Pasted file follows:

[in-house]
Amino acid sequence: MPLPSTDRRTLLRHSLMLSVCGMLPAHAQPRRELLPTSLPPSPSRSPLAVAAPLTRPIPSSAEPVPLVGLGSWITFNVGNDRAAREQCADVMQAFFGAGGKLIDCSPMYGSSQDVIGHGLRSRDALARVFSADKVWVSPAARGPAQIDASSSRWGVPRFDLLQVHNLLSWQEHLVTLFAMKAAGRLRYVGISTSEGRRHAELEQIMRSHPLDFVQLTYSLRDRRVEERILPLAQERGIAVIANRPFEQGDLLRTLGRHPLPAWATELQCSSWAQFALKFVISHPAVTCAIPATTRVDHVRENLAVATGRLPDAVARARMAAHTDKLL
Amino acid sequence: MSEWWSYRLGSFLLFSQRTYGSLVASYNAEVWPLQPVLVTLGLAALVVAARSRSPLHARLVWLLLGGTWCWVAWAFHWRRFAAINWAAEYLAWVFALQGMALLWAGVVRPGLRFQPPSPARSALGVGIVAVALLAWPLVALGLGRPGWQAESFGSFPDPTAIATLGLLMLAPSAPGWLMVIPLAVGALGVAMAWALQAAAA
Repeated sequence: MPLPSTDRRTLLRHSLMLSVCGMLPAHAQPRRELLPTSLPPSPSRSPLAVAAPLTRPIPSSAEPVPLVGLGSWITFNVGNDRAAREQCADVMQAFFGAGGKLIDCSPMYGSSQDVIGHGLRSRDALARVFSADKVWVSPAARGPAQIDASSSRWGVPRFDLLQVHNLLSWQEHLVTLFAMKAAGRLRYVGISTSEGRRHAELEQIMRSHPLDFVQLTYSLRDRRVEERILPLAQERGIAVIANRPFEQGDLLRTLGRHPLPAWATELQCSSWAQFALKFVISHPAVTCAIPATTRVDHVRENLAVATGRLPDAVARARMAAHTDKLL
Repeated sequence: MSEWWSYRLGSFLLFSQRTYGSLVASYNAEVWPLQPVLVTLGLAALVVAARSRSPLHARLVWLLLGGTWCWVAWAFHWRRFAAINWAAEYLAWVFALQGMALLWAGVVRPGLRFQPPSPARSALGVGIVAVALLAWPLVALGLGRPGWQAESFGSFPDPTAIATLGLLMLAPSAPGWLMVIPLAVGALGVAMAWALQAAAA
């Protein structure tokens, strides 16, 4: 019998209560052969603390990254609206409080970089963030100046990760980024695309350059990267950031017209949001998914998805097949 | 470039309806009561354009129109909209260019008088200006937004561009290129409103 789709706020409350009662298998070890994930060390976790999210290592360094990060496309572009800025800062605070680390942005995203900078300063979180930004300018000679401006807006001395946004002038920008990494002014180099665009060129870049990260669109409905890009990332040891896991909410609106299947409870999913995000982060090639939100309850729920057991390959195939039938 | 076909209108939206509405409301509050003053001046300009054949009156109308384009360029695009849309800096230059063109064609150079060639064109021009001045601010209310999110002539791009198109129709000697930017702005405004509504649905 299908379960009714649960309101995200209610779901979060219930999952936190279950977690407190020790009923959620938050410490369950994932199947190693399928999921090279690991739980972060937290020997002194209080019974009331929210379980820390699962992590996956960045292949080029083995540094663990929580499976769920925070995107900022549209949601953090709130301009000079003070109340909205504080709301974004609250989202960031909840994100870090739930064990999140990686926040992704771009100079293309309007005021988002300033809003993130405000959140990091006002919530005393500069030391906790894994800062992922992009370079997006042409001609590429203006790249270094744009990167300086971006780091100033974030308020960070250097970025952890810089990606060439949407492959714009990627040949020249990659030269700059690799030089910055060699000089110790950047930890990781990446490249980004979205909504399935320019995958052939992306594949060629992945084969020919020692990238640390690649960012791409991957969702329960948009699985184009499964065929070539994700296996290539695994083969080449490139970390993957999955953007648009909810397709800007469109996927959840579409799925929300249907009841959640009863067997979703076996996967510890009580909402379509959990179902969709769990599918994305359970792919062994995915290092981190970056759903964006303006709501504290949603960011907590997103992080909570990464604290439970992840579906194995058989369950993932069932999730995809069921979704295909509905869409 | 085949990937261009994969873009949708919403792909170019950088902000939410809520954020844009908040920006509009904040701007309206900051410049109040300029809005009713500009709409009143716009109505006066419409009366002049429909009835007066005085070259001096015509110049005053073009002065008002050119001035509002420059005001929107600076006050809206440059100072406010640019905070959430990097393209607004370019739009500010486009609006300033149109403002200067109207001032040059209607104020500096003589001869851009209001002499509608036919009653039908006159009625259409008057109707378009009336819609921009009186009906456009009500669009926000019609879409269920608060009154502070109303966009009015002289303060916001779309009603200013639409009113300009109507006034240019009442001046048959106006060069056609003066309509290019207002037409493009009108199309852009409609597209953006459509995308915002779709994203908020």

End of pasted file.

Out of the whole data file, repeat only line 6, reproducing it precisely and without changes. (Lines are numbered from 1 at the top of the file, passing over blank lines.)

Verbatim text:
């Protein structure tokens, strides 16, 4: 019998209560052969603390990254609206409080970089963030100046990760980024695309350059990267950031017209949001998914998805097949 | 470039309806009561354009129109909209260019008088200006937004561009290129409103 789709706020409350009662298998070890994930060390976790999210290592360094990060496309572009800025800062605070680390942005995203900078300063979180930004300018000679401006807006001395946004002038920008990494002014180099665009060129870049990260669109409905890009990332040891896991909410609106299947409870999913995000982060090639939100309850729920057991390959195939039938 | 076909209108939206509405409301509050003053001046300009054949009156109308384009360029695009849309800096230059063109064609150079060639064109021009001045601010209310999110002539791009198109129709000697930017702005405004509504649905 299908379960009714649960309101995200209610779901979060219930999952936190279950977690407190020790009923959620938050410490369950994932199947190693399928999921090279690991739980972060937290020997002194209080019974009331929210379980820390699962992590996956960045292949080029083995540094663990929580499976769920925070995107900022549209949601953090709130301009000079003070109340909205504080709301974004609250989202960031909840994100870090739930064990999140990686926040992704771009100079293309309007005021988002300033809003993130405000959140990091006002919530005393500069030391906790894994800062992922992009370079997006042409001609590429203006790249270094744009990167300086971006780091100033974030308020960070250097970025952890810089990606060439949407492959714009990627040949020249990659030269700059690799030089910055060699000089110790950047930890990781990446490249980004979205909504399935320019995958052939992306594949060629992945084969020919020692990238640390690649960012791409991957969702329960948009699985184009499964065929070539994700296996290539695994083969080449490139970390993957999955953007648009909810397709800007469109996927959840579409799925929300249907009841959640009863067997979703076996996967510890009580909402379509959990179902969709769990599918994305359970792919062994995915290092981190970056759903964006303006709501504290949603960011907590997103992080909570990464604290439970992840579906194995058989369950993932069932999730995809069921979704295909509905869409 | 085949990937261009994969873009949708919403792909170019950088902000939410809520954020844009908040920006509009904040701007309206900051410049109040300029809005009713500009709409009143716009109505006066419409009366002049429909009835007066005085070259001096015509110049005053073009002065008002050119001035509002420059005001929107600076006050809206440059100072406010640019905070959430990097393209607004370019739009500010486009609006300033149109403002200067109207001032040059209607104020500096003589001869851009209001002499509608036919009653039908006159009625259409008057109707378009009336819609921009009186009906456009009500669009926000019609879409269920608060009154502070109303966009009015002289303060916001779309009603200013639409009113300009109507006034240019009442001046048959106006060069056609003066309509290019207002037409493009009108199309852009409609597209953006459509995308915002779709994203908020």